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Banking and Finance

CFPB Gathers Comments in Advance of Potential Regulation of General Use Prepaid Reloadable Cards


The Consumer Financial Protection Bureau has begun the process of issuing new rules to govern the booming, multi-billion dollar market in certain reloadable debit cards. On May 24, 2012, the Bureau issued an Advanced Notice of Proposed Rule-making (the "Advanced Notice") to solicit public comments on several aspects of potential future regulation of general use prepaid reloadable cards. By the time the comment period closed on July 23, 2012, the Bureau received over 200 comments from trade associations, consumer groups, and individuals.

In the Advanced Notice, the Bureau indicated that it will focus new rules on a particular type of prepaid card, called a "general purpose reloadable card" (or "GPR card"). The Advance Notice explained how these cards work:

A GPR card is issued for a set amount in exchange for payment made by a consumer. A GPR card is reloadable, meaning the consumer can add funds to the card.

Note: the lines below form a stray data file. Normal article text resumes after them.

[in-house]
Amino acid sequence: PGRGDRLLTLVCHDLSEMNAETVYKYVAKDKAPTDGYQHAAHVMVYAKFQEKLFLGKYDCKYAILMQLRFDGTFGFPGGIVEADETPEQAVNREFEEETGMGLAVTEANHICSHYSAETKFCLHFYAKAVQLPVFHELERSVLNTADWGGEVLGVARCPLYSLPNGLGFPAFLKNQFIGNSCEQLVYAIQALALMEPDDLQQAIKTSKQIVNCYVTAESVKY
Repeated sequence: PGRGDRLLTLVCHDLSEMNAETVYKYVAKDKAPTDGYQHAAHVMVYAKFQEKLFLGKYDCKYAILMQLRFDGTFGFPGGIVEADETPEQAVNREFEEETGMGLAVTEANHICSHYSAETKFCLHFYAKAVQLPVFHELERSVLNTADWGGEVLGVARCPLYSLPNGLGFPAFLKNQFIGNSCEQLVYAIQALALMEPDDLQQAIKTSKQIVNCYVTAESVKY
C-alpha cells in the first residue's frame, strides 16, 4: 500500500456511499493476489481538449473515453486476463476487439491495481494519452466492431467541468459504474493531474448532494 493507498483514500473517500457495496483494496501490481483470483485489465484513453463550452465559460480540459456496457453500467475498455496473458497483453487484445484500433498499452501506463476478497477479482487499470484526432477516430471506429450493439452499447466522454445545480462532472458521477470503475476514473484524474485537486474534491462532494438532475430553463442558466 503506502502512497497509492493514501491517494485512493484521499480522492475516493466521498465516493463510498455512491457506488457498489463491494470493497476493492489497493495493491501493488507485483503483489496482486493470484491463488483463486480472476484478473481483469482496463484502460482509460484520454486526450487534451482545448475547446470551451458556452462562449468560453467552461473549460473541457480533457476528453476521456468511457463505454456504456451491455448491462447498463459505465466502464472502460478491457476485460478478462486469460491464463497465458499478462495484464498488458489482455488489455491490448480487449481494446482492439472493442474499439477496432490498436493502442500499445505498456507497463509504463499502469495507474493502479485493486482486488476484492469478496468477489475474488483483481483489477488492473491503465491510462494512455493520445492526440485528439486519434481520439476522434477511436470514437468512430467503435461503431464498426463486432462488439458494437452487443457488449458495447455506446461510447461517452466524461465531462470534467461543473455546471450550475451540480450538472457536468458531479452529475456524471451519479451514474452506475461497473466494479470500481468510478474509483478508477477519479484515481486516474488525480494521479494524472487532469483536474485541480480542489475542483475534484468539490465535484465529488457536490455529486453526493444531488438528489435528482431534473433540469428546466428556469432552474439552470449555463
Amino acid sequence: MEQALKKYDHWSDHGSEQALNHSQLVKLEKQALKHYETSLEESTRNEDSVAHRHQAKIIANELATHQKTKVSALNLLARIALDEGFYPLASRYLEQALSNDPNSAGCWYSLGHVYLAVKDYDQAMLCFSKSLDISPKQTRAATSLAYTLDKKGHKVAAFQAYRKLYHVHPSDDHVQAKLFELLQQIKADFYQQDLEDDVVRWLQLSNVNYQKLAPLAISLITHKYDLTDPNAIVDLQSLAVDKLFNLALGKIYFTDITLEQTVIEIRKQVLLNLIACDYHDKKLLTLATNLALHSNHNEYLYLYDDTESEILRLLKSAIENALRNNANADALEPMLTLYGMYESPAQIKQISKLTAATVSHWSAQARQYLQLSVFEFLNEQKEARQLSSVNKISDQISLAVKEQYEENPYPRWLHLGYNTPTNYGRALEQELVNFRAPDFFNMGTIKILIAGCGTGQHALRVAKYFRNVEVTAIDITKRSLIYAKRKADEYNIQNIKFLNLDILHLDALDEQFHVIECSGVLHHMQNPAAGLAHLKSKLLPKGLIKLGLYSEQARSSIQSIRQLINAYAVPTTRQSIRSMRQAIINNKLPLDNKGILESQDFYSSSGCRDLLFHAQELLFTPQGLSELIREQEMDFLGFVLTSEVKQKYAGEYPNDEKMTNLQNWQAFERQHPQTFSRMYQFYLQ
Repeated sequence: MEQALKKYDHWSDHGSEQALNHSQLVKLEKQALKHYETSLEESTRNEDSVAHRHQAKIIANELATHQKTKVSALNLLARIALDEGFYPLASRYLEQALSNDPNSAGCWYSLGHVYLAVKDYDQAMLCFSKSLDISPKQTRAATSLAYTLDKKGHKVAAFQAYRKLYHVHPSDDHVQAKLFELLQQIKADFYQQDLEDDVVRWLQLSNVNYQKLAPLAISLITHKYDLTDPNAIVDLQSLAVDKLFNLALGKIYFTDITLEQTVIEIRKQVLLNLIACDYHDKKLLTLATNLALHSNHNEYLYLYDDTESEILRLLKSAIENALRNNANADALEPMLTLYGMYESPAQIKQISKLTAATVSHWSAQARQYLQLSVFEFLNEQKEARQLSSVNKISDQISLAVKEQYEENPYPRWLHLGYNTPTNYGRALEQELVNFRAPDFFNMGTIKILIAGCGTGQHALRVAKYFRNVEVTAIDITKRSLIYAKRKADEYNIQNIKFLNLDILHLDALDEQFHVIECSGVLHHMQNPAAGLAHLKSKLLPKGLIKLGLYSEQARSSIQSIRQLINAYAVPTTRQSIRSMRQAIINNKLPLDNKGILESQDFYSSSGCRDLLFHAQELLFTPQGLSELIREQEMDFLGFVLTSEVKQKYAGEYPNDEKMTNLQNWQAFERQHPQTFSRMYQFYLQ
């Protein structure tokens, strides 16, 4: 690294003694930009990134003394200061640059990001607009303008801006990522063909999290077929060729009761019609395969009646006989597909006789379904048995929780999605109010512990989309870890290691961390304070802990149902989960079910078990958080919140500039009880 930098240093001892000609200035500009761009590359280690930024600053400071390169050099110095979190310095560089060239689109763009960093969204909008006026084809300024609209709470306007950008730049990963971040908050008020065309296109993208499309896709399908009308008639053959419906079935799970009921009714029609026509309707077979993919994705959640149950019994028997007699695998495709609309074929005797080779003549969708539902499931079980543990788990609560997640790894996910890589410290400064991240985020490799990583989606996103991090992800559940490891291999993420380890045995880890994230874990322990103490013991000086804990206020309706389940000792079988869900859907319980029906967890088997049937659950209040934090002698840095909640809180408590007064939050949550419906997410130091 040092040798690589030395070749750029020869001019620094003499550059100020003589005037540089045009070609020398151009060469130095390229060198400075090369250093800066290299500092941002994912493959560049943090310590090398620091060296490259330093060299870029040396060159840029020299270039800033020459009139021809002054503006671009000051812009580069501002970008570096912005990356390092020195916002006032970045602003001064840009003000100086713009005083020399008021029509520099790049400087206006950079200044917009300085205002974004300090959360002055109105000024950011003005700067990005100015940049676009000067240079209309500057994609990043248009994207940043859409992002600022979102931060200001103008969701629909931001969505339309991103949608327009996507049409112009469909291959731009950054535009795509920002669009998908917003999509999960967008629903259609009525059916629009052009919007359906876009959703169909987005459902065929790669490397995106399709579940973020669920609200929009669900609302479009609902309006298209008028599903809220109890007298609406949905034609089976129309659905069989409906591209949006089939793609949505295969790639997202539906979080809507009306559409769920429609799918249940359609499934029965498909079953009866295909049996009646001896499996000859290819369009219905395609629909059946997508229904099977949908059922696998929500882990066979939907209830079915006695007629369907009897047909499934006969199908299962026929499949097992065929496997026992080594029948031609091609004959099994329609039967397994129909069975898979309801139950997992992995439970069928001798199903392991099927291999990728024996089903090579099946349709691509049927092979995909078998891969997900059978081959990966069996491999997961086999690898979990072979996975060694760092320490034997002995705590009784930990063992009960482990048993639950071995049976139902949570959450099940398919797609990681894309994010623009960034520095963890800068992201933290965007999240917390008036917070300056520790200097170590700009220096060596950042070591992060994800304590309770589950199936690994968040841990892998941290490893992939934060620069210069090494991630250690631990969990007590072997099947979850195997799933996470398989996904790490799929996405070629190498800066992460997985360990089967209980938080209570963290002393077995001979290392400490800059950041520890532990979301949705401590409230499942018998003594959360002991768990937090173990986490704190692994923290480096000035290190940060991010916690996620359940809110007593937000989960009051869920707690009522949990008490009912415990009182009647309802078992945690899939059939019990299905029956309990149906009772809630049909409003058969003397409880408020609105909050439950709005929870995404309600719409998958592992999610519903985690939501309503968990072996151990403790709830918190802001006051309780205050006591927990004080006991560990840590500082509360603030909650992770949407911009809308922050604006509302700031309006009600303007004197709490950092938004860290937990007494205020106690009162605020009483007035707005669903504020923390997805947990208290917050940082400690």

Although the Bureau uses the term "card", the proposed rules may cover other devices with this same functionality, including key fobs or cell phone apps used to access a customer's financial account.

The Advanced Notice did not solicit comments on the following: "'closed loop' cards, debit cards linked to a traditional checking account, non-reloadable cards, payroll cards, electronic benefit transfers (EBTs), or gift cards." This signals that the forthcoming rules will not cover these products. The Bureau explained the difference between closed loop cards (which are not covered by the Advance Notice) and "open loop" cards (which are covered). Closed-loop cards can only be used by consumers, at a specific merchant or group of merchants. Other cards are "open-loop cards," which a consumer can use anywhere that accepts payment from a retail electronic payments network, such as Visa, MasterCard, American Express, or Discover.

In the Advanced Notice, the Bureau noted that GPR cards are not currently covered by Regulation E. The Advanced Notice highlighted several regulatory concerns of the Bureau with respect to these products in light of this relative lack of regulation. [footnotes omitted]

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